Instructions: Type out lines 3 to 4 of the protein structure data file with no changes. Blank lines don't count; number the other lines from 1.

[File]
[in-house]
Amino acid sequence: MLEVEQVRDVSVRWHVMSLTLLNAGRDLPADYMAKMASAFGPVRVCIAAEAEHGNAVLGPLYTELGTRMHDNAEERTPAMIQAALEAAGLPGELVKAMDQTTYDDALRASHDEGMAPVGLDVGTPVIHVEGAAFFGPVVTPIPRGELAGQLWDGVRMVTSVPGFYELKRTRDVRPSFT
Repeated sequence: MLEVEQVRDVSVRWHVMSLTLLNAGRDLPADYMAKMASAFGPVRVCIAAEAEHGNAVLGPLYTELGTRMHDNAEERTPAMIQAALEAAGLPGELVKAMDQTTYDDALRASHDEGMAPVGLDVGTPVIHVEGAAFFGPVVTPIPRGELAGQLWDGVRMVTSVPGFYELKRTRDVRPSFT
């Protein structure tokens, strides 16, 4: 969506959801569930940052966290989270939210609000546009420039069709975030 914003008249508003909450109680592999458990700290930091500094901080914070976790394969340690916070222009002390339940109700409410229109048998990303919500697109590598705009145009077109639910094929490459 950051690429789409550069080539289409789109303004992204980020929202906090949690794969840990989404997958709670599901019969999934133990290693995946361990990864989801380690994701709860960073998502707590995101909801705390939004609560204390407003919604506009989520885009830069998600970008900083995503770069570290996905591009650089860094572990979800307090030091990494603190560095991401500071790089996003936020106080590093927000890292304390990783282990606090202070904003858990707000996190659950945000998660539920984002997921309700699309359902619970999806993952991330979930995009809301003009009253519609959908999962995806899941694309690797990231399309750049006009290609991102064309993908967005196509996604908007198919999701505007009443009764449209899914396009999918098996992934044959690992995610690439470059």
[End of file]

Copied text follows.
Repeated sequence: MLEVEQVRDVSVRWHVMSLTLLNAGRDLPADYMAKMASAFGPVRVCIAAEAEHGNAVLGPLYTELGTRMHDNAEERTPAMIQAALEAAGLPGELVKAMDQTTYDDALRASHDEGMAPVGLDVGTPVIHVEGAAFFGPVVTPIPRGELAGQLWDGVRMVTSVPGFYELKRTRDVRPSFT
């Protein structure tokens, strides 16, 4: 969506959801569930940052966290989270939210609000546009420039069709975030 914003008249508003909450109680592999458990700290930091500094901080914070976790394969340690916070222009002390339940109700409410229109048998990303919500697109590598705009145009077109639910094929490459 950051690429789409550069080539289409789109303004992204980020929202906090949690794969840990989404997958709670599901019969999934133990290693995946361990990864989801380690994701709860960073998502707590995101909801705390939004609560204390407003919604506009989520885009830069998600970008900083995503770069570290996905591009650089860094572990979800307090030091990494603190560095991401500071790089996003936020106080590093927000890292304390990783282990606090202070904003858990707000996190659950945000998660539920984002997921309700699309359902619970999806993952991330979930995009809301003009009253519609959908999962995806899941694309690797990231399309750049006009290609991102064309993908967005196509996604908007198919999701505007009443009764449209899914396009999918098996992934044959690992995610690439470059």